Chinese studio 3andwich Design has completed a facilities centre for a desert campsite in the Ningxia Hui Autonomous Region, China, with a weathered steel shell that looks like it is buried in the sand.
Two new structures provide catering facilities, storage, a multifunctional hall and a nearby outdoor stage for the Desert Galaxy Camp, which has been developed in response to a boom in desert tourism in the area.
Lishui-based 3andwich Design drew on the history and myths of the desert to create a form that appears to have been excavated from beneath the sand, which it described as a “half-buried jewellery box”.
“The long history can’t help but make people imagine how many stories are still buried under the desert, waiting to be discovered,” said the studio.
“There is no cultural landscape or historical context around the site. Here, the desert is the most intuitive and significant element, where the rolling sand dunes stretch into the distance,” it continued.
“Straight lines and geometric forms are the basic elements of the building, simulating a huge rectangular solid half-buried in the yellow sand, endowing it with a narrative metaphor – the lost treasure box.”
In the main building, a stack of white cubic forms house the facilities, with a reception area and restaurant on the ground floor, events hall on the second floor and a VIP space on the third floor. Each of the upper levels opens out onto a terrace.
These forms are shaded by the “rectilinear tube” that surrounds the building and was made using an exposed steel frame clad in panels of weathered steel, through which several of the cubic forms protrude to create glazed areas.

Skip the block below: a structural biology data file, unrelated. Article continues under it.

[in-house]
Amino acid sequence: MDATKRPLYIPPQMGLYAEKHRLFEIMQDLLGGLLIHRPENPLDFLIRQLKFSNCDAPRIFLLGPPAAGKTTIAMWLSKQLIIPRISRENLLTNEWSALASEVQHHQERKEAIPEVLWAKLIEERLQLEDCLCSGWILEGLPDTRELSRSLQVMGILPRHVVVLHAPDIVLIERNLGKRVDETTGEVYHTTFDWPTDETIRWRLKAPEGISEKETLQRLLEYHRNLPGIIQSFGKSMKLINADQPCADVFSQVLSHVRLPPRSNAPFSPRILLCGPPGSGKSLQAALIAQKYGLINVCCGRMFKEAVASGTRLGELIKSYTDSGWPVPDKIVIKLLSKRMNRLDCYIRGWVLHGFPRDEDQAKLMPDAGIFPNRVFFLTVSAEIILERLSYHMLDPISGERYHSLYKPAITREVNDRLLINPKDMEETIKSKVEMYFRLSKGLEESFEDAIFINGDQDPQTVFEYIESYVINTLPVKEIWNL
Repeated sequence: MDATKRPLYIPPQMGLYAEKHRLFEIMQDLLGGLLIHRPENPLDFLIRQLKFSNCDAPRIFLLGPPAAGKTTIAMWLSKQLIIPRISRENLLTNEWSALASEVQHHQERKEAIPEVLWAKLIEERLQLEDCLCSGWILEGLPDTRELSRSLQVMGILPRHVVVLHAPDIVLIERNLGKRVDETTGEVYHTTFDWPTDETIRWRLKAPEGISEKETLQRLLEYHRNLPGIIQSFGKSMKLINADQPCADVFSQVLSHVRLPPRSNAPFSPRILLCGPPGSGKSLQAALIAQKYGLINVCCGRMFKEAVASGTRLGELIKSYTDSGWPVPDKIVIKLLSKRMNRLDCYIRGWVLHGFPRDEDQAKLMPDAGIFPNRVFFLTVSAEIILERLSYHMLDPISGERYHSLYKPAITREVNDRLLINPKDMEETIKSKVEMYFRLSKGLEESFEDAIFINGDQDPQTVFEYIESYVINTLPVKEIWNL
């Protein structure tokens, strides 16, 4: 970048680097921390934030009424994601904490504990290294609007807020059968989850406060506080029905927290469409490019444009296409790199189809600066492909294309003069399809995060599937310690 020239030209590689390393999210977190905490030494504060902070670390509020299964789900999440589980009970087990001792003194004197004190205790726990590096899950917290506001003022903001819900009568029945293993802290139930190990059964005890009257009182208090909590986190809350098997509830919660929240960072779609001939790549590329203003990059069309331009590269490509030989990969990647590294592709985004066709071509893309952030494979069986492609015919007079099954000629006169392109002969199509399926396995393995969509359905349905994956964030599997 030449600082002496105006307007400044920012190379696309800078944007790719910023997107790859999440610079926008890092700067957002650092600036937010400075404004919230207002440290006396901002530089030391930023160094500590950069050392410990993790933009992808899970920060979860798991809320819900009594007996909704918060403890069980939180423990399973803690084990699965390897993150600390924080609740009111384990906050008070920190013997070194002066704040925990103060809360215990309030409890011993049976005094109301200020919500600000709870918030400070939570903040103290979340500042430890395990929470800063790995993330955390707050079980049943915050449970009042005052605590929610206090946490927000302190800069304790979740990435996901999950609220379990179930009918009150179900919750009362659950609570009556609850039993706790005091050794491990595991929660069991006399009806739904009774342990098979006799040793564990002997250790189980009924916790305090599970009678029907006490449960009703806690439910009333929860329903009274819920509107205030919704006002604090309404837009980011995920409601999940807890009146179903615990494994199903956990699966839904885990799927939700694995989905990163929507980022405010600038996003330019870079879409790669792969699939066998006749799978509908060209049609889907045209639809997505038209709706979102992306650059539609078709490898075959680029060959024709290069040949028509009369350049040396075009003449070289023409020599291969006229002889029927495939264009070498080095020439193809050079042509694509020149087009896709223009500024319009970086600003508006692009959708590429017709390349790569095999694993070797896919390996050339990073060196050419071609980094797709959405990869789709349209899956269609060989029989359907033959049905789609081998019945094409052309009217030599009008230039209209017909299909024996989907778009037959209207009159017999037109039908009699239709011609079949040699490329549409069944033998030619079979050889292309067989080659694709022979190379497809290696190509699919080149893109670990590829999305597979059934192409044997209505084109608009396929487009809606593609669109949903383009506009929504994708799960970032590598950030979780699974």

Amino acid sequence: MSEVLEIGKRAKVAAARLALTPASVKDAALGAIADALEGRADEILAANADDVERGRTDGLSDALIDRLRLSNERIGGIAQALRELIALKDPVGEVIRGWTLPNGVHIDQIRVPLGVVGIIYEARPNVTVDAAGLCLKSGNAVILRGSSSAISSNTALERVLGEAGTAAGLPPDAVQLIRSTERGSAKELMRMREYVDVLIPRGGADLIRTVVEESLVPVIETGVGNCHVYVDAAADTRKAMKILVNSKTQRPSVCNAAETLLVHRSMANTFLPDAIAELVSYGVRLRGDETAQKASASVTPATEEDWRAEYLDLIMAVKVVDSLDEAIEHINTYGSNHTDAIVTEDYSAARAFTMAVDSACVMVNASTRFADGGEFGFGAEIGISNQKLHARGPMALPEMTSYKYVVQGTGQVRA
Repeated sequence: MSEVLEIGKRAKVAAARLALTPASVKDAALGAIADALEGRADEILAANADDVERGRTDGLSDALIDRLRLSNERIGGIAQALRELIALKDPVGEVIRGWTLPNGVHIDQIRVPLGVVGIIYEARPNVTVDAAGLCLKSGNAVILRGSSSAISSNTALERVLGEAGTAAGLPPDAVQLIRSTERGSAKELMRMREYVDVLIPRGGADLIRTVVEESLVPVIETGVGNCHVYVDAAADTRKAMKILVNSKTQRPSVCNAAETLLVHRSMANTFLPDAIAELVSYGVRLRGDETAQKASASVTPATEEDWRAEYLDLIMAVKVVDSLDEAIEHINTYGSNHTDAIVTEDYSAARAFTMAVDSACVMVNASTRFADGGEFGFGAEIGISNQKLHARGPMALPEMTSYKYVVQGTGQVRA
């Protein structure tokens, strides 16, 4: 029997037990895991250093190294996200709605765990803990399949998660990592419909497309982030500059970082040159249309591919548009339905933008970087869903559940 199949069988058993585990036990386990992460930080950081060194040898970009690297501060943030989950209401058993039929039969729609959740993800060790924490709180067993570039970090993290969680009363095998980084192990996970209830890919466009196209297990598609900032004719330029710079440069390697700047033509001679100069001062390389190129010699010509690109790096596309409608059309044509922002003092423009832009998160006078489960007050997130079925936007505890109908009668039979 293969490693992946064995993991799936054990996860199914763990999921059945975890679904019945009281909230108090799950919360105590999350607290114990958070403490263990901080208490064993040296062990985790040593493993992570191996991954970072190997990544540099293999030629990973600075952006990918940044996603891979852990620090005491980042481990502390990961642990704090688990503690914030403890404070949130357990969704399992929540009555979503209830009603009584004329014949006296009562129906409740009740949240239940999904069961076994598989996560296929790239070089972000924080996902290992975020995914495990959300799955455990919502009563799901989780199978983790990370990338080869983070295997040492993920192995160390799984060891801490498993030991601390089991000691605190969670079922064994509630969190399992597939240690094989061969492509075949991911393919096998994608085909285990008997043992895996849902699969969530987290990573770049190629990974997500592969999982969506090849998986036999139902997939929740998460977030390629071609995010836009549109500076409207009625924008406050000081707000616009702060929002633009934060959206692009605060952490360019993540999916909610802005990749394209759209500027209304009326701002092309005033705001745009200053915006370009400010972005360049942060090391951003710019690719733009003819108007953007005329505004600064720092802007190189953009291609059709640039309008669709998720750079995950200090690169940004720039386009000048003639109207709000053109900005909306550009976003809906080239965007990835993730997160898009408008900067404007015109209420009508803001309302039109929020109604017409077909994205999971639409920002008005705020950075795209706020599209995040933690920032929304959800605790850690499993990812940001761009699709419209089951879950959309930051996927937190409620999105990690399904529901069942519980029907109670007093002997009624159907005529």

This shell is intended to create a cooler microclimate around the building and its terraces to prevent overheating, informed by coverings worn to keep cool in the desert.
Nearby, a matching canopy structure above a concrete base forms the small outdoor stage, connected to the main building by a winding path of wooden decking that also leads to the individual campsites.
“According to local people, it is best to have a ‘cover’ for desert buildings, even if only a piece of cloth, to alleviate the direct sunlight and form a cool microclimate,” said the studio.
“The first roof formed by the rusted steel plate is this cover. It blocks the sunlight and forms a shadow to prevent the sun from directly shining on the second roof, which would result in excessive indoor temperatures,” it continued.
The metal coverings of both structures have been punctured by small triangular holes, which create a star-like pattern across the terraces during the day and across the exterior at night as light from the interior shines through them.
Previous projects by the studio include a concrete bar extending out over a river in the village of Wangjiatuan and a tourist centre designed with He Wei Studio looking out over a limestone canyon in Guizhou Province.
The photography is by Jin Weiqi.
Client: Shapotou Tourism Co., Ltd.
Principal architects: He Wei, Chen Long
Design team: Li Qiushi, Cao Shiqing, Zhao Xinze
Construction drawings: Zhicheng Jianke Design Co., Ltd.
Construction drawings team: Zhao Yanmei, Li Wei, Jin Hua
Water supply and drainage: Yan Yuxiao
HVAC: Zhang Min
Electrical engineering: Lu Yao, Tian Kai
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